Secondments to national incident room underway

By Chris Johnson

Saturday March 21, 2020

Scott Morrison in the National Incident Room of the Department of Health in Canberra. AAP Image/Mick Tsikas

Key staff are being seconded to the federal health department from across the public service to help operate the National Incident Room dedicated to the COVID-19 response.

The incident room, housed inside the Department of Health’s Canberra building, is already staffed to 150 people and growing, to ensure a thorough approach to the handling of the government’s coronavirus initiatives.

Efforts have been underway to secure top talent from other departments via urgent secondments. Some of these senior staff are already in place, having left their positions elsewhere to join the concentrated approach to the crisis.

Others are still being negotiated. But departments are acting quickly. Once a secondment is agreed to, relocation takes place within a day or two in most instances.

Tenures remain open-ended for most, due to the uncertainty of the continuing spread of the virus and the workload that addressing it will require.

In response to questions from The Mandarin, the health department stated that officers in the incident room are operating on extended shifts with a full 24/7 capability.

There are currently 17 staff from other departments and agencies seconded to the incident room.

“The capacity of the National Incident Room also leverages the existing resources of the Office of Health Protection,” the department stated.

“It is important to note the significant amount of staff from outside the NIR dedicated to the COVID-19 response, including in our aged care, primary care, Indigenous health, mental health and population health and sport divisions.

“The NIR is formally activated as the Australian Government’s Health Emergency Operations Centre in response to health emergencies of national significance. It has been activated since November 2019 in response to COVID-19, the national bushfires, the White Island volcano and Australia’s response to the Samoan measles outbreak.

“It will remain activated for as long at this national health emergency demands.”

Much of the team is dedicated to communications. Public information and community awareness are high priorities for the unit. Internal communications and interdepartmental communications are also being ramped up.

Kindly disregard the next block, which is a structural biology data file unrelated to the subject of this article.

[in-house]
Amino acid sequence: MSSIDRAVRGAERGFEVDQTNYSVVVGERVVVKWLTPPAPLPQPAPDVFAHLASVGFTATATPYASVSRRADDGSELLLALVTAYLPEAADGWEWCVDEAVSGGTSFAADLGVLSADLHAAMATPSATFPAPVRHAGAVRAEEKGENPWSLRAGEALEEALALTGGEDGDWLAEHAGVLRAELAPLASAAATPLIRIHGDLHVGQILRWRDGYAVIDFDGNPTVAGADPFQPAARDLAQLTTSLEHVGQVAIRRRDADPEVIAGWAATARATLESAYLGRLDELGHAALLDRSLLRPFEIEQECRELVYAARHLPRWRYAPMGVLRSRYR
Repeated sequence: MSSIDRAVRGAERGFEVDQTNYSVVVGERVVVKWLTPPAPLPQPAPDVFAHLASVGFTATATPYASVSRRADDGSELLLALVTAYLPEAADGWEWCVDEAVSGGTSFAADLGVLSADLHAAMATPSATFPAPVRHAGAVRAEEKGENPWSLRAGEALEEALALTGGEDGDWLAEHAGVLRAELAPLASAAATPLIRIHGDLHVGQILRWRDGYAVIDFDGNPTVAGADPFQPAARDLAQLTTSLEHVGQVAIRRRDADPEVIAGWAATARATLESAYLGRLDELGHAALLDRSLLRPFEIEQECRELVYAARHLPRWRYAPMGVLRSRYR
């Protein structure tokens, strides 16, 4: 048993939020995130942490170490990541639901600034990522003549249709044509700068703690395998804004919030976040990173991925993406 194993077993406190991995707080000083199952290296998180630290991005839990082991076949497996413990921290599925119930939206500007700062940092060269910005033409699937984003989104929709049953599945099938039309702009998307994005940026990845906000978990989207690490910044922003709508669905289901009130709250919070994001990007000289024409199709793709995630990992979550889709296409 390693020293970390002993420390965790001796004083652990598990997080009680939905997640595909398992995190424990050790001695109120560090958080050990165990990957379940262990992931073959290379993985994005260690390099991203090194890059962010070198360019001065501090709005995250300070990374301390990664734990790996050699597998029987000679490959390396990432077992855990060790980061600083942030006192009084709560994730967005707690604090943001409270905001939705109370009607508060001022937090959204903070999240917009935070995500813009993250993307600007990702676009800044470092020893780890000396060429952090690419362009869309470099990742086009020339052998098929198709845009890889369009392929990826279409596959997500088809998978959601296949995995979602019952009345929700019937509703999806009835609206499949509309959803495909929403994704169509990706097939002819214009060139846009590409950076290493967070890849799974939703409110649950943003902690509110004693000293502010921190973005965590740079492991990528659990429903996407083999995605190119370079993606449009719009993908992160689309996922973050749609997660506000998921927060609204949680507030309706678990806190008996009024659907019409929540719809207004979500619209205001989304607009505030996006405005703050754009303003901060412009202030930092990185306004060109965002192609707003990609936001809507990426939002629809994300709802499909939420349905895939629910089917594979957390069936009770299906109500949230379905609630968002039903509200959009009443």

“While a percentage is not possible as it changes daily, the department has committed a significant amount of resources to informing the community of the latest health advice and what they should do. This includes the national campaign, website, fact sheets, media and social media,” the Health Department stated.

No staff from other jurisdictions have been seconded, but the states and territories are in constant communication, including through daily meetings of the Australian Health Protection Principal Committee and the Communicable Disease Network Australia.

The health department is, however, looking beyond the APS to fill the incident room ranks as well as coronavirus taskforces in various locations. The department is advertising externally for “highly motivated, experienced professionals to join the team to work on a variety of projects relating to COVID-19”.

In its call for applicants, the department states:

“Roles are continuously evolving to meet the demands of the outbreak response. Successful candidates will be approached based on suitability for available roles based on their skills and experience.”

Deputy Prime Minister Michael McCormack and Prime Minister Scott Morrison are updated by Chief Medical Officer Professor Brendan Murphy (centre) in the National Incident Room of the Department of Health in Canberra (AAP Image/Mick Tsikas)

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